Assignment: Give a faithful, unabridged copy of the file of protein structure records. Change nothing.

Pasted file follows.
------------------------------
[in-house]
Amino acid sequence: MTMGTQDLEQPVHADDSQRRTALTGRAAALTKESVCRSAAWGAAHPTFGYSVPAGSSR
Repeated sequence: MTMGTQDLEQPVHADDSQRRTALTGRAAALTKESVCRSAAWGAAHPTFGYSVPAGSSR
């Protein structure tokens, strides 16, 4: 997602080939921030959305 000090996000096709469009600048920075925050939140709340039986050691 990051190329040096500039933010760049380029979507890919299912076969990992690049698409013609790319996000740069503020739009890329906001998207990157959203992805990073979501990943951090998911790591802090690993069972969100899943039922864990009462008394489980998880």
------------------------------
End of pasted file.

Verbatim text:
[in-house]
Amino acid sequence: MTMGTQDLEQPVHADDSQRRTALTGRAAALTKESVCRSAAWGAAHPTFGYSVPAGSSR
Repeated sequence: MTMGTQDLEQPVHADDSQRRTALTGRAAALTKESVCRSAAWGAAHPTFGYSVPAGSSR
């Protein structure tokens, strides 16, 4: 997602080939921030959305 000090996000096709469009600048920075925050939140709340039986050691 990051190329040096500039933010760049380029979507890919299912076969990992690049698409013609790319996000740069503020739009890329906001998207990157959203992805990073979501990943951090998911790591802090690993069972969100899943039922864990009462008394489980998880």